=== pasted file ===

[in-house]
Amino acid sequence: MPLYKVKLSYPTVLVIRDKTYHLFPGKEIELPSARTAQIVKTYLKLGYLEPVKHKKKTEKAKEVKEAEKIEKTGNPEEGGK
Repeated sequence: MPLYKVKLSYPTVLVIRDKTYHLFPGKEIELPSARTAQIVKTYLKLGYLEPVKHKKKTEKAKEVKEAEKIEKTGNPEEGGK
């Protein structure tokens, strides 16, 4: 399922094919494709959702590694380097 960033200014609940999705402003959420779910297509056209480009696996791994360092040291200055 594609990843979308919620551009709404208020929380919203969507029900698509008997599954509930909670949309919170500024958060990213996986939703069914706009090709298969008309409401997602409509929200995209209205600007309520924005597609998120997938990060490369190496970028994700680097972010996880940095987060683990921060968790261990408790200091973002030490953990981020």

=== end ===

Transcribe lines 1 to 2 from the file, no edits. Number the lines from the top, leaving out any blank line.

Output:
[in-house]
Amino acid sequence: MPLYKVKLSYPTVLVIRDKTYHLFPGKEIELPSARTAQIVKTYLKLGYLEPVKHKKKTEKAKEVKEAEKIEKTGNPEEGGK